The opinion of the court was delivered by: RAKOFF
In confronting Scylla and Charybdis, Ulysses was not the first shipowner to face the vicissitudes of overlapping jurisdictions, nor, as these cases illustrate, was he the last. Specifically, the instant cases involve, inter alia, claims under both New York State and federal maritime law that the alleged negligence of the defendant ship owners and operators, which allegedly contributed to the personal injuries suffered by the two plaintiff passengers assaulted by a crew member aboard ship, was so wanton as to warrant an award of punitive damages. During the course of the consolidated trial, however, the Court disallowed, as a matter of law, any award for punitive damages. See transcript of proceedings, September 12, 1997. Further, on the underlying question of liability, the jury found these defendants not liable at all to one of the plaintiffs and liable to the other plaintiff in an amount ($ 20,000) so modest in terms of that plaintiff's claims as to make it apparent that the jury would not have awarded punitive damages in any event. Nevertheless, because this Court's rejection of punitive damages as a matter of law may still be the subject of appellate review, and because it is arguably at variance with Judge Schwartz's unreported order of March 14, 1996 in the case of Taylor v. Costa Cruises, Inc. et al., 90 Civ. 2630 (AGS), this opinion will serve to elaborate the Court's reasoning in greater detail than the exigencies of the ongoing trial schedule permitted.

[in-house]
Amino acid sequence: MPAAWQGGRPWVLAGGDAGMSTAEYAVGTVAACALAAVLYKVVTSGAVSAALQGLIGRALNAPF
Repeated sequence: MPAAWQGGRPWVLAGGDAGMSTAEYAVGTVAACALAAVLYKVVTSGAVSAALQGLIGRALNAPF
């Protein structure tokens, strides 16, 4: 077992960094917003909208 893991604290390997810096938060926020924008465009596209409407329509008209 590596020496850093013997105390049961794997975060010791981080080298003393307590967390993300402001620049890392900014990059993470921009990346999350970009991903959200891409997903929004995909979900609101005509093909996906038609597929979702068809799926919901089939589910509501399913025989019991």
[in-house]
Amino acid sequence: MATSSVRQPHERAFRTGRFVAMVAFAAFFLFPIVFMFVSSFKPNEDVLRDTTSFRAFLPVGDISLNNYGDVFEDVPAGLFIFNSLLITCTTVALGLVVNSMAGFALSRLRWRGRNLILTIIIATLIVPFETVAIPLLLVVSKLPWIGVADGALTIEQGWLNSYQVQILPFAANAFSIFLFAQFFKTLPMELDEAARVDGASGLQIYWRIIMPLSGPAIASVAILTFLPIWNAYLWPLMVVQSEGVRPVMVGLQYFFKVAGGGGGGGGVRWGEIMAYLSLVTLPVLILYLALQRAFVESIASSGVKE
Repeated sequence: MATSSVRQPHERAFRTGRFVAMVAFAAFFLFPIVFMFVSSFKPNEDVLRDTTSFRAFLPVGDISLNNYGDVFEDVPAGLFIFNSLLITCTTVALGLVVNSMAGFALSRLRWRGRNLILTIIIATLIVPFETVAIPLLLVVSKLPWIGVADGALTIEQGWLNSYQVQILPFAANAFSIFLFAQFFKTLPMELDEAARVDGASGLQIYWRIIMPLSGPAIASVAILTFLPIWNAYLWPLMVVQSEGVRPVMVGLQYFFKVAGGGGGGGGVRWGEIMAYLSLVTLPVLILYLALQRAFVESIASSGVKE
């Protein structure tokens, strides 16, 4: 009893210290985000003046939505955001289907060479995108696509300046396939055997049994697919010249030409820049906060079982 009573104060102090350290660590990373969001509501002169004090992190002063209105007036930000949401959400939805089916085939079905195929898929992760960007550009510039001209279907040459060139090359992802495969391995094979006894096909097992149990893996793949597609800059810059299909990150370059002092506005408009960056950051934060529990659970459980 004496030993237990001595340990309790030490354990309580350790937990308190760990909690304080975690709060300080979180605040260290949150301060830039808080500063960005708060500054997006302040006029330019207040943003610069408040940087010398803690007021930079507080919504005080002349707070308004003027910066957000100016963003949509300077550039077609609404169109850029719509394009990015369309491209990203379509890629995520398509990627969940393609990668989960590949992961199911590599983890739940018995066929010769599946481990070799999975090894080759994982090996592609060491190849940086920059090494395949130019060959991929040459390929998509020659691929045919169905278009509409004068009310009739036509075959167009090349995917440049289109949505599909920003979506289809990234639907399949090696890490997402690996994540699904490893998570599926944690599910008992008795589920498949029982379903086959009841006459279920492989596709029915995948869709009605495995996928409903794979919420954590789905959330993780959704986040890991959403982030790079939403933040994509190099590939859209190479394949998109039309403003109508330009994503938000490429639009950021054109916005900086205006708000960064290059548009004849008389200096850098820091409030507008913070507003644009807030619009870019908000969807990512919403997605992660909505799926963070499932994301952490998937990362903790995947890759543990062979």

To decide whether punitive damages are legally permissible in a negligence action brought by a ship's passenger for personal injuries suffered aboard ship, the Court must first determine whether such damages are available under general maritime law and, if not, whether they can be imported from the law of an arguably applicable state jurisdiction (in this case New York). While prior to 1990 punitive damage awards were sometimes held permissible in tort actions falling within federal maritime jurisdiction, see, e.g., In re Marine Sulphur Queen, 460 F.2d 89, 105 (2d Cir. 1972), this conclusion was cast in doubt by the Supreme Court's decision in Miles Marine Corp. v. Apex, 498 U.S. 19, 112 L. Ed. 2d 275, 111 S. Ct. 317 (1990), which rejected a "loss of society" claim arising under judge-made maritime law on the ground that permitting such a claim would be inconsistent with Congress' statutory disallowance of such claims in analogous situations covered by the Jones Act and the Death On the High Seas Act ("DOHSA").
In the immediate wake of Miles, while federal district courts divided over whether punitive damages awards remained available under general maritime law, a clear majority held they were not. See, e.g., Hayden v. Acadian Gas Pipeline Systems, 1997 U.S. Dist. LEXIS 9843, 1997 WL 382059 (E.D. La. 1997); Cochran v. A/H Battery Associates, 909 F. Supp. 911, 920-23 (S.D.N.Y. 1995) (collecting cases). Moreover, the Second Circuit Court of Appeals in Wahlstrom v. Kawasaki Heavy Industries, Ltd., 4 F.3d 1084 (2d Cir. 1993), cert. denied, 510 U.S. 1114, 127 L. Ed. 2d 380, 114 S. Ct. 1060 (1994), seemingly expressed strong support, albeit in dictum, to those "district courts [that] have invoked the Supreme Court's ruling in Miles as a basis to disallow punitive damages for claims under the general maritime law in order to further uniformity between that law and the analogous federal statutes, DOHSA and the Jones Act." Id. at 1094.